Decisions, Decisions, Decisions

I’m not sure that this story is true, but it’s been told many times. As the story goes, when Ronald Reagan, a former U.S. President, was a boy, his aunt took him to get a new pair of shoes made. The shoemaker wanted to know if Reagan wanted the shoes to be square toed or round toed. Reagan couldn’t make up his mind. A couple of weeks later, the cobbler saw Reagan and asked again if he had a preference. Reagan still couldn’t decide and didn’t give the cobbler any instructions. So when he finally picked them up, he had one shoe that was square toed and one that was round toed. Reagan said he learned a valuable lesson: “Make your own decisions in life or someone else will make them for you.”
About the most consistent thing that any of us has to do on a regular basis in life is to make decisions. Some of those decisions can be easy, some more difficult. Some days, it’s a mix of easy and hard choices. Sometimes, it’s all we can do to decide which size coffee we want at Starbucks. At other times, we can quite easily make decisions that might be life-altering.
One of the greatest abilities that separates us from all the rest of God’s creatures is our ability to weigh factors, to recognize different alternatives, to make a decision and then to implement an action plan towards the successful accomplishment of that decision. From the beginning, people have had to make decisions. Adam and Eve had to make a decision – a choice – to obey or disobey God. We know the choice they made, and we can recognize rather clearly something of the repercussions that have flowed – even to us – from that initial choice of serving self rather than God
A few years ago, I clipped an article out of a Christian magazine that is no longer in existence. It has served as a kind of framework for me as I think about decision making:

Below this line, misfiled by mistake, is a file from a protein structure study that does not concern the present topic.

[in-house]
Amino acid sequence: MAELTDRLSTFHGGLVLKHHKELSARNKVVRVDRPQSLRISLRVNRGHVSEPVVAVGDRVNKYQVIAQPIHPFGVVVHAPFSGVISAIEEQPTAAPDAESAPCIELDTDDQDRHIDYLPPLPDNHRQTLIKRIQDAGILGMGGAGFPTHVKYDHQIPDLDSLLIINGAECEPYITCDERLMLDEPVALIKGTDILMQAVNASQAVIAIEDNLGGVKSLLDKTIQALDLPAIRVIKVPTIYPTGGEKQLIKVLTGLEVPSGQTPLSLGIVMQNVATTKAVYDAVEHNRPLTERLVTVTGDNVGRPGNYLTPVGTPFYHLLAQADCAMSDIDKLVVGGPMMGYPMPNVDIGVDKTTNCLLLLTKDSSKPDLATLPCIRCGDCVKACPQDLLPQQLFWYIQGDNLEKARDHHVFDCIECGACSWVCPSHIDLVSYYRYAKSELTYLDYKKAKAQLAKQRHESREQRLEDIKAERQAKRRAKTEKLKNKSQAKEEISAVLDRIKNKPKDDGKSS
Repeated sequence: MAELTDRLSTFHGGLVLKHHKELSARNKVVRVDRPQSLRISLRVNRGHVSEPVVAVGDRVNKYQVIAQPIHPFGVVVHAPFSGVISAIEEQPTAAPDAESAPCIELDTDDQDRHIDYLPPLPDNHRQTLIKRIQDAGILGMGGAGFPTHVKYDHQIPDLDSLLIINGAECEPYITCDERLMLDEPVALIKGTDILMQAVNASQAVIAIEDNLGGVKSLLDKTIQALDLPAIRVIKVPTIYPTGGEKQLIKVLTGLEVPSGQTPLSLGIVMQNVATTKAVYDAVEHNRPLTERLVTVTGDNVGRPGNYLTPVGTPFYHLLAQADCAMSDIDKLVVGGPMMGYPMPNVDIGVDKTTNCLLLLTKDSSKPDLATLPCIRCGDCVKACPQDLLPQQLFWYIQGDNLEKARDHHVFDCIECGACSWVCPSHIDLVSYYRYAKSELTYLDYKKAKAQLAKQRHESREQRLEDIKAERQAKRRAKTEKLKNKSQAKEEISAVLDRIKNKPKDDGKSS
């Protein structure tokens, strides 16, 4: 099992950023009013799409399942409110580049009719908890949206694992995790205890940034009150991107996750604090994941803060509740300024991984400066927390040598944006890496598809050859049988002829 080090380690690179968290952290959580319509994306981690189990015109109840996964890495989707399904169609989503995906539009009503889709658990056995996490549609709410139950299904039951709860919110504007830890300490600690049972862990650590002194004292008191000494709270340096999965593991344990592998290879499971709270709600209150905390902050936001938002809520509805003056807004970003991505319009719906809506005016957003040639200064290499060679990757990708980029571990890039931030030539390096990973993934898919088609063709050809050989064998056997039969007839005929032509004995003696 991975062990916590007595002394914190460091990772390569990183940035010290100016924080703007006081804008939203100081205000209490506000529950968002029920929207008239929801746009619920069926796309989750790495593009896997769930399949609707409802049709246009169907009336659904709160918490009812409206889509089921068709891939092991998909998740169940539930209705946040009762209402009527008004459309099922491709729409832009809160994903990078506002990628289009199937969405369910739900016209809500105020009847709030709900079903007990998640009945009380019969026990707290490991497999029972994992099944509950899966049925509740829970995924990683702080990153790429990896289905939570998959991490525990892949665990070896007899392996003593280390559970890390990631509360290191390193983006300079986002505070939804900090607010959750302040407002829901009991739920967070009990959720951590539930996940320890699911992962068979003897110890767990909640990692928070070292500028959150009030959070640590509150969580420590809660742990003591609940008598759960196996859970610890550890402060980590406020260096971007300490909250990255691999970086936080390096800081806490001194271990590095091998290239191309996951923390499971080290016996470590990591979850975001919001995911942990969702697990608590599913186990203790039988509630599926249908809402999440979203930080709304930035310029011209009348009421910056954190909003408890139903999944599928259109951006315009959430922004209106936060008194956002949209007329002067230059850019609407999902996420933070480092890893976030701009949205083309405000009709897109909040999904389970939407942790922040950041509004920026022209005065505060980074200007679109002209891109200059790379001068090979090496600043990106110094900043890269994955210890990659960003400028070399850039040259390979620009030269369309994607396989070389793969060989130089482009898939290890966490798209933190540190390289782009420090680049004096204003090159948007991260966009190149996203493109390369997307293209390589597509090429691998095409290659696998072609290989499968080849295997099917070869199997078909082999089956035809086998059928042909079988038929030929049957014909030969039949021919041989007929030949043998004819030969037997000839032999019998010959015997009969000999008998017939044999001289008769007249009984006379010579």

1. Decisions point us in a certain direction.
  2. Decisions have consequences.
  3. Decisions build on each other: with every wise decision, it becomes easier to make more wise decisions.
  4. Life is made up of a few big decisions and a billion little ones.
  5. Our ability to live wisely depends on how we handle the little decisions.

We can decide to lose weight, but that decision must be made every time someone offers us a jelly-filled donut. We can decide to defeat a certain sin in our life, but we have to make that decision every time the temptation comes our way. Each day that we keep taking those small steps, we grow stronger and wiser in the things of God. Our ability to live wisely depends on how we handle all those little decisions.
Jesus gave us his approach to decision-making in John 5:30: “l can of Myself do nothing. As I hear, I judge; and My judgment is righteous, because I do not seek My own will but the will of the Father who sent Me.”
The key element here is that he listens for the will of the Father. Many of us prefer to do our decision-making by talking, but Jesus says that the thing of first importance is to listen for the will of the Father. We need to place ourselves before him and be quiet so that we can hear him speak.
When we understand the importance of making wise daily decisions, we’ll understand the need for listening to God. It’s about our attitude and our heart approach to seeking God. As one of my favorite Bible characters says: “Speak, Lord, for your servant hears.” (1 Samuel 3:10)

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